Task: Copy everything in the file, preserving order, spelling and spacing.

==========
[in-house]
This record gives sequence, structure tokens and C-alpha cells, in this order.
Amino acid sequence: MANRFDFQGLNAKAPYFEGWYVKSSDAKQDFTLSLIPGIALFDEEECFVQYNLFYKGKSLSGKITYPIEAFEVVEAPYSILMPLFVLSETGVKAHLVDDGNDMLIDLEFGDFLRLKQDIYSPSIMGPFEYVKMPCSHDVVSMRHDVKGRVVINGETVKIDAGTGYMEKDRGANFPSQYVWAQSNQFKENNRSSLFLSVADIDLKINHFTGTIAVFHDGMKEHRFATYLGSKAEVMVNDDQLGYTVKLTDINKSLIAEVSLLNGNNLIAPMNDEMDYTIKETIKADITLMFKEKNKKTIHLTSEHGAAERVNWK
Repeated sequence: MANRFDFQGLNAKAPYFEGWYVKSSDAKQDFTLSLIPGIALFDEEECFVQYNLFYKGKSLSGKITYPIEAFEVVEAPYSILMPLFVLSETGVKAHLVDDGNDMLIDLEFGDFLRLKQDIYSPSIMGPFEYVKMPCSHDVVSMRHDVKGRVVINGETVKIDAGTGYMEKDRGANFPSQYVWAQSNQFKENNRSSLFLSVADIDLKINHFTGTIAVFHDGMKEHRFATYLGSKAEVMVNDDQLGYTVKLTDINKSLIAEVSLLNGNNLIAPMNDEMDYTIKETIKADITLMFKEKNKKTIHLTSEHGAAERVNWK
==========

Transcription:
[in-house]
This record gives sequence, structure tokens and C-alpha cells, in this order.
Amino acid sequence: MANRFDFQGLNAKAPYFEGWYVKSSDAKQDFTLSLIPGIALFDEEECFVQYNLFYKGKSLSGKITYPIEAFEVVEAPYSILMPLFVLSETGVKAHLVDDGNDMLIDLEFGDFLRLKQDIYSPSIMGPFEYVKMPCSHDVVSMRHDVKGRVVINGETVKIDAGTGYMEKDRGANFPSQYVWAQSNQFKENNRSSLFLSVADIDLKINHFTGTIAVFHDGMKEHRFATYLGSKAEVMVNDDQLGYTVKLTDINKSLIAEVSLLNGNNLIAPMNDEMDYTIKETIKADITLMFKEKNKKTIHLTSEHGAAERVNWK
Repeated sequence: MANRFDFQGLNAKAPYFEGWYVKSSDAKQDFTLSLIPGIALFDEEECFVQYNLFYKGKSLSGKITYPIEAFEVVEAPYSILMPLFVLSETGVKAHLVDDGNDMLIDLEFGDFLRLKQDIYSPSIMGPFEYVKMPCSHDVVSMRHDVKGRVVINGETVKIDAGTGYMEKDRGANFPSQYVWAQSNQFKENNRSSLFLSVADIDLKINHFTGTIAVFHDGMKEHRFATYLGSKAEVMVNDDQLGYTVKLTDINKSLIAEVSLLNGNNLIAPMNDEMDYTIKETIKADITLMFKEKNKKTIHLTSEHGAAERVNWK